I recently read a news article comment from a reader that said that "we should weed out those who don't have a chance and focus and spend money on those with a chance".
I love this debate. I think it's a fine line between wanting Olympic success and personal athletic success and this question always makes me think and re-evaluate my position.
I loved an article I just read in Sportsnet Magazine. My initial plan had been to scan it and post it, until I remembered about copyright issues. My favourite quotes in the article (written by Christie Blatchford) are:
"Olympic medals don't matter that much. We fall in love with the athletes winning and losing them."
"...because the inevitable medal-counting notwithstanding, it really is the pursuit of excellence that is the noble and compelling bit here, not merely its achievement."
"Sport is the great teacher. Its lessons are born in effort and failure. It gives short, sharp lessons on losing and winning."
"And in our country, for most athletes, the pay is awful, the hours appalling, the glory non-existent. They do it because they dare to put themselves out there to see if they're good enough. If they are, they may, if they're also lucky, come home with a medal; if they aren't, they try again or move on. But at least they have the tremendous satisfaction of that knowledge, that they weren't afraid to try and fail."
I have written about this issue before which is perhaps the reason I was compelled to scan the article rather than write about it again. But I'm glad to have gone to re-read my past posts because I quite like the arguments and examples I share in them. I also love to see the transition of the posts from before the Own The Podium days to after Own The Podium.
On my personal blog (before I started my Olympic blog) I wrote a post entitled Olympics - Are We There To Win Or To Represent? You can read it here. This was written just before the start of the 2008 Olympic Games.
Six days later, I would write a rebuttal to the news organizations' criticism of our lack of medals entitled Is Winning Everything? in August 2008 that you can read here (not my best writing, but there are some great examples in the post)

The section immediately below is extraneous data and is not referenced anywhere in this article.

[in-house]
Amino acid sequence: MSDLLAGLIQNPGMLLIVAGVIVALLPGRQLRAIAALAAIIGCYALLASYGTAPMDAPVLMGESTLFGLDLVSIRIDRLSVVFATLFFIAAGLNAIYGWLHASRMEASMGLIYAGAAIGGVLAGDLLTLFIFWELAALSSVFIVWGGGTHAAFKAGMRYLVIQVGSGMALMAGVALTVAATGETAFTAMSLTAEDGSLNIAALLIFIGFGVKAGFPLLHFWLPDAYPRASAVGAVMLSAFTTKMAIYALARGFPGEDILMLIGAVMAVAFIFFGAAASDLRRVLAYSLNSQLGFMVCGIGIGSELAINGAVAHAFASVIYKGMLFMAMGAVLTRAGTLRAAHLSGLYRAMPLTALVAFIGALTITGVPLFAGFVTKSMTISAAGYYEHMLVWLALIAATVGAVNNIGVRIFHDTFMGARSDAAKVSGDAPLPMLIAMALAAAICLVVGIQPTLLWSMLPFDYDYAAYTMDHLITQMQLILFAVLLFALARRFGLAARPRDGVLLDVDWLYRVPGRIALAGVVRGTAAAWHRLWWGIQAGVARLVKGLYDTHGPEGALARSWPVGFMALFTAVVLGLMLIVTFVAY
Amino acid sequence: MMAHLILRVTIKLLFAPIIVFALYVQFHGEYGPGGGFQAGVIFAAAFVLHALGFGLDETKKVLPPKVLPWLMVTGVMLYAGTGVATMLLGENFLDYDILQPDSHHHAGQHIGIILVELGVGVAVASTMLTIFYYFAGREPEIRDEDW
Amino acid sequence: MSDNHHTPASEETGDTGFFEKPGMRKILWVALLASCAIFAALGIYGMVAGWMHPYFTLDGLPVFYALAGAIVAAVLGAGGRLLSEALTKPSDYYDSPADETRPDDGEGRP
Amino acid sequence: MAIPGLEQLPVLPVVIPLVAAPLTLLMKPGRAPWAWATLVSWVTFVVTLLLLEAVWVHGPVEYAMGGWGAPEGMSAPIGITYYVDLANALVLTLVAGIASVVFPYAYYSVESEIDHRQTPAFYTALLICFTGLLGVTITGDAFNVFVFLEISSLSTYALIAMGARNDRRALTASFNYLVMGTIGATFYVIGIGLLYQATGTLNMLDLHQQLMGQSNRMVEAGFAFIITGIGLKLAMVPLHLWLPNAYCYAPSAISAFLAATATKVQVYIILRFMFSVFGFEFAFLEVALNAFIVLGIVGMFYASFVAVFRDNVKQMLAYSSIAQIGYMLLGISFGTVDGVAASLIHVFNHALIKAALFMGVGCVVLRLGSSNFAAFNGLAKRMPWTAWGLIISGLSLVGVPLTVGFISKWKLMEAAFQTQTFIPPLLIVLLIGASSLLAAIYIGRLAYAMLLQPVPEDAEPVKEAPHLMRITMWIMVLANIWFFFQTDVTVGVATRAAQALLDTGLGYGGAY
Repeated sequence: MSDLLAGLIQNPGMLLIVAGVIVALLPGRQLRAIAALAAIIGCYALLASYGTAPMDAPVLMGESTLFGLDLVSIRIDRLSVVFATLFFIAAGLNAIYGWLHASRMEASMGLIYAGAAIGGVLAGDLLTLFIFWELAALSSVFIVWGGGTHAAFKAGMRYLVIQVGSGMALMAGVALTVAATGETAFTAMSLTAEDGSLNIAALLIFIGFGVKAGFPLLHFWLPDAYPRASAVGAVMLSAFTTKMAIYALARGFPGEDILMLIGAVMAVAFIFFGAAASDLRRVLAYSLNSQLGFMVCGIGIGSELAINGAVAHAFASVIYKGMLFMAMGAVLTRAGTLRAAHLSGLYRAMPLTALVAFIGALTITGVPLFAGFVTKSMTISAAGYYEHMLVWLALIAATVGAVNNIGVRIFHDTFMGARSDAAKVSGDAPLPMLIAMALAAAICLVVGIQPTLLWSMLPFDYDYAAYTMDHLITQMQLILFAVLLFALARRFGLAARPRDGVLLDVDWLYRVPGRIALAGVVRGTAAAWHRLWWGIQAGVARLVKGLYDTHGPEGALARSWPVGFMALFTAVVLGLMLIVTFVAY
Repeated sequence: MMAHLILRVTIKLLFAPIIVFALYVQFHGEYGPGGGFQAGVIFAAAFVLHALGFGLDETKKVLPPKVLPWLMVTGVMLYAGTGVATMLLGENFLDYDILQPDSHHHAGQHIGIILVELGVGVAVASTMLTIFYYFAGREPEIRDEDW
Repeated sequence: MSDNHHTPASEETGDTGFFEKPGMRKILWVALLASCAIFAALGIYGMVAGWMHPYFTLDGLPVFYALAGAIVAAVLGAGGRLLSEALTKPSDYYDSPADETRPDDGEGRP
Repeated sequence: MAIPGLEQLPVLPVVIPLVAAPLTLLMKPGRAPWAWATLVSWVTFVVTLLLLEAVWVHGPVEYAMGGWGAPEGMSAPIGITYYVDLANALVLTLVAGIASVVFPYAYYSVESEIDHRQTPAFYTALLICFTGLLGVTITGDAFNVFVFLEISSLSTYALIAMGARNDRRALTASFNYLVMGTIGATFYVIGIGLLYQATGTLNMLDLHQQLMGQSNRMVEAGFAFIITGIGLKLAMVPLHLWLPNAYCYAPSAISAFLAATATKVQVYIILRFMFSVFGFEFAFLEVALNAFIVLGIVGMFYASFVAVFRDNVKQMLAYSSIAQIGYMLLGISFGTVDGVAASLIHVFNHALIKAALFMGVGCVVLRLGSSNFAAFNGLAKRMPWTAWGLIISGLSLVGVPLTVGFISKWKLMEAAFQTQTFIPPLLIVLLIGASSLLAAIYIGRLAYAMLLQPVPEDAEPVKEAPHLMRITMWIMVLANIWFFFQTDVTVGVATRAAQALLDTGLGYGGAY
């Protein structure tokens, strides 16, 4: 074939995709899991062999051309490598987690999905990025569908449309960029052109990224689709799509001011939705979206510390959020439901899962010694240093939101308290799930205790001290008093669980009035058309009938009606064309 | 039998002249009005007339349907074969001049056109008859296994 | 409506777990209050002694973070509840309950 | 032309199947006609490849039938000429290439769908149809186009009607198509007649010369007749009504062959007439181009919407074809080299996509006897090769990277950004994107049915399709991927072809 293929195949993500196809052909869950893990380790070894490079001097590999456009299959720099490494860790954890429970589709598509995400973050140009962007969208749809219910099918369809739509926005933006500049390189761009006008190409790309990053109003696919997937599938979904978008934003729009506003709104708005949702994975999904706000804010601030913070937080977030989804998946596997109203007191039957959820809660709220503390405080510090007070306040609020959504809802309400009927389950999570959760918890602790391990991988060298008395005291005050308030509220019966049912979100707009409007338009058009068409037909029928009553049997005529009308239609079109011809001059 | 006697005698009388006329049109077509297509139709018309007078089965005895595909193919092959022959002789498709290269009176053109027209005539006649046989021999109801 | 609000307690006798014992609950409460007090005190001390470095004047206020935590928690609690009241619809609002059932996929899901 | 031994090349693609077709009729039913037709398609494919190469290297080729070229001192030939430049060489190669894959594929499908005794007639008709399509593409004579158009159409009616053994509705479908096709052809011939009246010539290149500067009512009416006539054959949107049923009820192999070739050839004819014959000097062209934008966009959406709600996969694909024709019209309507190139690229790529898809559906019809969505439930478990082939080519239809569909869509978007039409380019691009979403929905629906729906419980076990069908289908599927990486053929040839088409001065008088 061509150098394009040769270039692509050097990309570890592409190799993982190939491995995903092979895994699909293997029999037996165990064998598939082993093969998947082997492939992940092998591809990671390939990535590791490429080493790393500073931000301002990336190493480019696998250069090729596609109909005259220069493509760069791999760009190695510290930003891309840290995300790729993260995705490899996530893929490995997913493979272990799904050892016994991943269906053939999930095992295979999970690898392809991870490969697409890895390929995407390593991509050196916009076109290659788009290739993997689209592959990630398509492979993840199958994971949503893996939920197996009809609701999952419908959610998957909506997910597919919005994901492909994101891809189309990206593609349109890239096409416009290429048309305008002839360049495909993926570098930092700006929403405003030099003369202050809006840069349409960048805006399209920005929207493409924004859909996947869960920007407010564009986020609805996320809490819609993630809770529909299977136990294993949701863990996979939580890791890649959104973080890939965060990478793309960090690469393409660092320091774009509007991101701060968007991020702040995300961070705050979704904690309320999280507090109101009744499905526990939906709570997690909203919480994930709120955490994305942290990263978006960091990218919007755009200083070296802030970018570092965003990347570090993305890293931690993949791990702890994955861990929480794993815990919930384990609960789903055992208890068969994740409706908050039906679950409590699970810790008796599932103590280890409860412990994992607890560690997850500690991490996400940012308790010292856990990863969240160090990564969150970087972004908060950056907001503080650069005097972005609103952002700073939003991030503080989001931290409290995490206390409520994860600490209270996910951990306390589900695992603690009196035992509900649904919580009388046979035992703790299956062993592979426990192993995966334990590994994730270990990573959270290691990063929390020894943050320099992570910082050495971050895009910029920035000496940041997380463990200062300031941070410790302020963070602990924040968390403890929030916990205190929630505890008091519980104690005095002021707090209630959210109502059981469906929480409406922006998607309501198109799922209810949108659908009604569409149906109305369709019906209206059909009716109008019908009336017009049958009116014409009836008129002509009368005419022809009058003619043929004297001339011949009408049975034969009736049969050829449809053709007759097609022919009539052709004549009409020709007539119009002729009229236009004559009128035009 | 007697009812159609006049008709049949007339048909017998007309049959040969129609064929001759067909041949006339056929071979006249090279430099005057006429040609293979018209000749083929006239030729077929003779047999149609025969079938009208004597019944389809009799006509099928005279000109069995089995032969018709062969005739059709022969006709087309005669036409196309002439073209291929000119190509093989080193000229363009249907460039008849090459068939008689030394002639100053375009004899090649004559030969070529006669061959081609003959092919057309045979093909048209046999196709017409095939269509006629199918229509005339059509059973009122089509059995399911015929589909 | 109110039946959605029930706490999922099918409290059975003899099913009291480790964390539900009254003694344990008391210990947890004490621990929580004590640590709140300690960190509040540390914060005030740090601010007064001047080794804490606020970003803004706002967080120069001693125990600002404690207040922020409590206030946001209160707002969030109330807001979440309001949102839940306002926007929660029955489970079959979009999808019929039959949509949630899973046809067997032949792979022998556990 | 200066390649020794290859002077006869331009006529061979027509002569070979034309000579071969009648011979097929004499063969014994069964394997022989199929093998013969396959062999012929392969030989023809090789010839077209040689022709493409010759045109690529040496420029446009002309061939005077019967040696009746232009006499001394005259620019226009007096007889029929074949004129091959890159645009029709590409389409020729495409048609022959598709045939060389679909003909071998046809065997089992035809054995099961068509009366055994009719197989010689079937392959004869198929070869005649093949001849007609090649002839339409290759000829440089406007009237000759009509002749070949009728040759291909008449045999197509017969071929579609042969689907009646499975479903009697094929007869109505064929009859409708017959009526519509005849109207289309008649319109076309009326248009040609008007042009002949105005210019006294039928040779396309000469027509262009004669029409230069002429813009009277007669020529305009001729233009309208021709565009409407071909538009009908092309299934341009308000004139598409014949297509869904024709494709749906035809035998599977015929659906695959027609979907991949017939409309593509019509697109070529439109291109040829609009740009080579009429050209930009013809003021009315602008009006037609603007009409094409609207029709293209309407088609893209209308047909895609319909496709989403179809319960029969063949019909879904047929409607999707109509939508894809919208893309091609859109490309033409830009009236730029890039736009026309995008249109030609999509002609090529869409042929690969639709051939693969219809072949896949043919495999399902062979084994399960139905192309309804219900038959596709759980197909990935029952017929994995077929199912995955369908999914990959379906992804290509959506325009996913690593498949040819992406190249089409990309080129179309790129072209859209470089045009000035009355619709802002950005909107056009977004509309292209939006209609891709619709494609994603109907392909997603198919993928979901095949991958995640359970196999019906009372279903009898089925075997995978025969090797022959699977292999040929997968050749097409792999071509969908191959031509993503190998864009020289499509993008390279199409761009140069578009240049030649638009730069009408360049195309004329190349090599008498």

I would later perhaps contradict myself when I said the following in a post about my favourite moments of the 2008 Olympics:
"To add to the triathlon excitement, was to see Colin Jenkins finish the triathlon...jumping up and down like if he was the one who won a medal. What a great teammate. He was instrumental in Simon winning the medal (well, instrumental in ensuring he didn't lose it).
Actually Simon said something very interesting. The choice of Jenkins to the Olympic team was criticized in the media because he wasn't our 3rd fastest [Canadian]. He was chosen to help Simon in the first two legs (by staying near the front and keeping an eye on athletes who would make a charge and run away from the pack and letting Simon know). Then, at the Olympics, the media complains that Canada is not winning enough medals. So should we have sent 3 triathlon athletes to compete individually and none win a medal or should we have sent someone to help our best hope to win a medal?"
I loved that we sent a triathlon "team" to the 2008 Olympics, perhaps I am especially biased because I am such a Simon Whitfield fan but on the other hand I also feel for our third fastest triathlon competitor who should have been on the team, but was chosen to be left off the team. As I said earlier, it's a fine line.
After the Vancouver 2010 Olympics I wrote a blog post entitled "The Olympic Spirit". You can read it here.
My final thought in 2010 was:
"The Olympics is not all about winning to me. There will only be one winner and three medallists. Every country should try to field their best team, and every athlete should try their best...it's the Olympics not a popularity contest. That is what the Olympic spirit means to me."
Going back to the comment from the beginning of this post, if we had only sent the medal hopefuls in 2012, perhaps we wouldn't have sent Derek Drouin who won the bronze in the high jump or our women's soccer team after last year's World Cup performance. We may not have sent Mark Oldershaw who had not won a previous medal on the world stage. His reaction at the finish line when he won the bronze was one of my favourite moments.
In the past year I was following the Olympic qualifying events, and was fascinated to see the differences in sports. For some sports it was a one day competition for the Olympic spot(s) while for other sports they looked at the season's performances. Some athletes were nominated without needing to compete for their spot. It's heartbreaking to see athletes not qualify for the Olympics. I can't imagine wanting to focus on a smaller group and therefore sending a smaller team in order to win more medals. I loved watching National Championships and seeing dreams being made with athletes qualifying for London 2012 even if that meant that tears were shed for those whose dreams were shattered. I was more emotional watching these competitions than I was watching the Olympics.
Getting the chance to compete at the Olympics is a dream worth pursuing and worth being realized while at the same time as a team we should field our strongest team. It's juggling those dreaming to be Olympians and those dreaming to be Olympic champions. To me both dreams are worth funding and supporting.